Last week, I wrote that freedom and forgiveness are pretty much joined at the hip. We all want freedom, but what exactly is forgiveness?
In his easy-to-read book, Forgiveness: A Catholic Approach, Father R. Scott Hurd lays out in plain English what it is and, just as important, what it is not.
“Forgiveness is a decision, not a feeling,” he writes. That is, as we decide to choose peace over retaliation, we probably still feel hurt and even angry.
Because forgiveness is a journey. When we decide to forgive someone for hurting us, we begin a process of dissolving our desire for retaliation. We dissolve it in the love of God, who has forgiven us for all sorts of boneheaded things.
We want to begin the journey of forgiveness because a desire to hurt someone back robs us of our peace, which is a kind of bondage. But getting free doesn’t mean we deny the hurt happened. And most important, it doesn’t mean we stick around for abuse. Fr. Hurd writes, “If you’re a victim of violence or serious abuse, walk away – or run if you have to.”
We work toward wishing good for the offender as God wishes good for us. Forgiveness is really just paying forward what we have received – the improbable gift mercy. Improbable? Better to say impossible with human effort alone. Plugging into the God-socket by trustful prayer gives us the juice to do the humanly impossible!
In a dramatic example, Fr. Hurd reminds us of Corrie ten Boom, who became a popular speaker after surviving Ravensbrück concentration camp – she was in imprisoned by the Nazis because her family was caught giving safe haven to Jews during the second world war. Years after the war, she was in Munich giving one of her inspirational talks about forgiveness.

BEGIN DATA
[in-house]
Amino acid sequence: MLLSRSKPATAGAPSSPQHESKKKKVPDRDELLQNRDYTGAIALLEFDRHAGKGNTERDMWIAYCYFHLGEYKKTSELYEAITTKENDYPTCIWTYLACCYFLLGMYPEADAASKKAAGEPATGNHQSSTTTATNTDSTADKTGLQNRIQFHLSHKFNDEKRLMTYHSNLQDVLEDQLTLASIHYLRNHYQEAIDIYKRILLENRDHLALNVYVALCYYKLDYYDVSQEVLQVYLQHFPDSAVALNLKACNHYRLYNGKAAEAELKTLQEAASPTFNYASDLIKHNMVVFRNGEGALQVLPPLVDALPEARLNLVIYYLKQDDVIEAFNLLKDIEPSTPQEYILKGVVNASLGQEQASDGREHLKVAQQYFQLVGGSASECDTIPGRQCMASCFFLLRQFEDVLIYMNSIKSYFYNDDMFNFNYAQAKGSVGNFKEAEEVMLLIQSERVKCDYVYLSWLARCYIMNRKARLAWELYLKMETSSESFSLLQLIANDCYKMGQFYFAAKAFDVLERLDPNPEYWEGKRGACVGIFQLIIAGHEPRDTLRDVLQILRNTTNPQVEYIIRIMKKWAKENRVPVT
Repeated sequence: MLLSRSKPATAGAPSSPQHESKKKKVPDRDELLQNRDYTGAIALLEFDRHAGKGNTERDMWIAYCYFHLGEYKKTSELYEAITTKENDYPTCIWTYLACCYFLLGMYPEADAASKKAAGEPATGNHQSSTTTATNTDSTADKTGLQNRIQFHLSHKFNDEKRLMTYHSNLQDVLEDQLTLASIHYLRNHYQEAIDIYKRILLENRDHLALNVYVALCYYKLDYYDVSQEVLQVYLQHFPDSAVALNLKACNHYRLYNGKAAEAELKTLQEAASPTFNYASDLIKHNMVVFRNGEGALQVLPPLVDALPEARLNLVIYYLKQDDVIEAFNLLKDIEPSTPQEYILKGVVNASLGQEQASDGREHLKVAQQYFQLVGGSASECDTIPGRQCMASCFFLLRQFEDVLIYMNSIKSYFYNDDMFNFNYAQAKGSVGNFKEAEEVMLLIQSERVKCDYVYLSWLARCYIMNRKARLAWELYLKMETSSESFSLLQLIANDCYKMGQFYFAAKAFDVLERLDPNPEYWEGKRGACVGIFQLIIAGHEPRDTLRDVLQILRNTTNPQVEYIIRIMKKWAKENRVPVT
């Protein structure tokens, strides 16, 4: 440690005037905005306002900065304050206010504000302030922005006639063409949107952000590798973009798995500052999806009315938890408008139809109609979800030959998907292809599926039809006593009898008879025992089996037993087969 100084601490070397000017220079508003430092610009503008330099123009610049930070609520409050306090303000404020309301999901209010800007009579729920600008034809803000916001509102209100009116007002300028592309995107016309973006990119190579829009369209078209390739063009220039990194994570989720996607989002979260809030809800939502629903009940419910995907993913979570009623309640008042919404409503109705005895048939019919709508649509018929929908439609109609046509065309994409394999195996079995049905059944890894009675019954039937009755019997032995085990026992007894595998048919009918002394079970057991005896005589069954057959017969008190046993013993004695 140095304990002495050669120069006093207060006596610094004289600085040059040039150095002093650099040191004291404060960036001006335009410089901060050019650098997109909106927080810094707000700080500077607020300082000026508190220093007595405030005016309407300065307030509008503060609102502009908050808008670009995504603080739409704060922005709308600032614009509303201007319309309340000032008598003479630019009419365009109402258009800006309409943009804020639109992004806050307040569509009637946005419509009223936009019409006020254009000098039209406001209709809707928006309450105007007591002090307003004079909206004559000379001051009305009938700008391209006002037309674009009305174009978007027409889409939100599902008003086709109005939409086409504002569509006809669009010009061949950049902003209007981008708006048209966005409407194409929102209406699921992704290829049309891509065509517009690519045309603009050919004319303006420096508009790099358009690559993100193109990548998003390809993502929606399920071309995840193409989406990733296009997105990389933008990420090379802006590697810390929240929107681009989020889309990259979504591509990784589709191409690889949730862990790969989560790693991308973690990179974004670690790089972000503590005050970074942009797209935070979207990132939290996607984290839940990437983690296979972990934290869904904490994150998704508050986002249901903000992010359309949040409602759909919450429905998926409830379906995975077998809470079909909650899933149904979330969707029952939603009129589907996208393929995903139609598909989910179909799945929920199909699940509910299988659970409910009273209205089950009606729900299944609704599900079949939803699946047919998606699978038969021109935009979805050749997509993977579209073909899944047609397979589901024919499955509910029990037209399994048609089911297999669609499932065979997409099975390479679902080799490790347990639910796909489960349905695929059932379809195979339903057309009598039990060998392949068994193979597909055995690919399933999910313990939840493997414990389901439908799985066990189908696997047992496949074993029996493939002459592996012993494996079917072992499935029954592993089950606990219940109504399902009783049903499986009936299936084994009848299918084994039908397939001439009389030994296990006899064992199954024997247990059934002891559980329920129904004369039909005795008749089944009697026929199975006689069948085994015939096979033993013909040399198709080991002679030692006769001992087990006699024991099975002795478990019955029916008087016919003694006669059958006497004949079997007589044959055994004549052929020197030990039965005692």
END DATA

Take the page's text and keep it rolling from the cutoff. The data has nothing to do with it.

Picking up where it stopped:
After the talk, a German man approached Corrie, “held out his hand and said, ‘How good it is to know that, as you say, all our sins are at the bottom of the sea!’ Corrie was horrified to recognize him as one of the cruelest guards from her concentration camp….She tried to shake his hand, but her arm remained frozen at her side. The anger and hatred she thought were behind her were still there.
“‘Jesus,’ she prayed in desperation, ‘help me.’ Just then she was overcome by a feeling that she was loved and forgiven. Her arm raised, and she clasped the hand of her former enemy. Later she would write: ‘For a long moment we grasped each other’s hands, the former guard and the former prisoner. I had never known God’s love so intensely as I did then.’”
She felt God’s love intensely because she was deeply aware that it was not her own love that forgave, but God’s. If we are convinced that hatred or resentment are not doing us any good (and what could be good about strengthening a negative habit – of multiplying the chains on our soul?), we can practice stepping back from resentment and begin asking God to do what we can’t.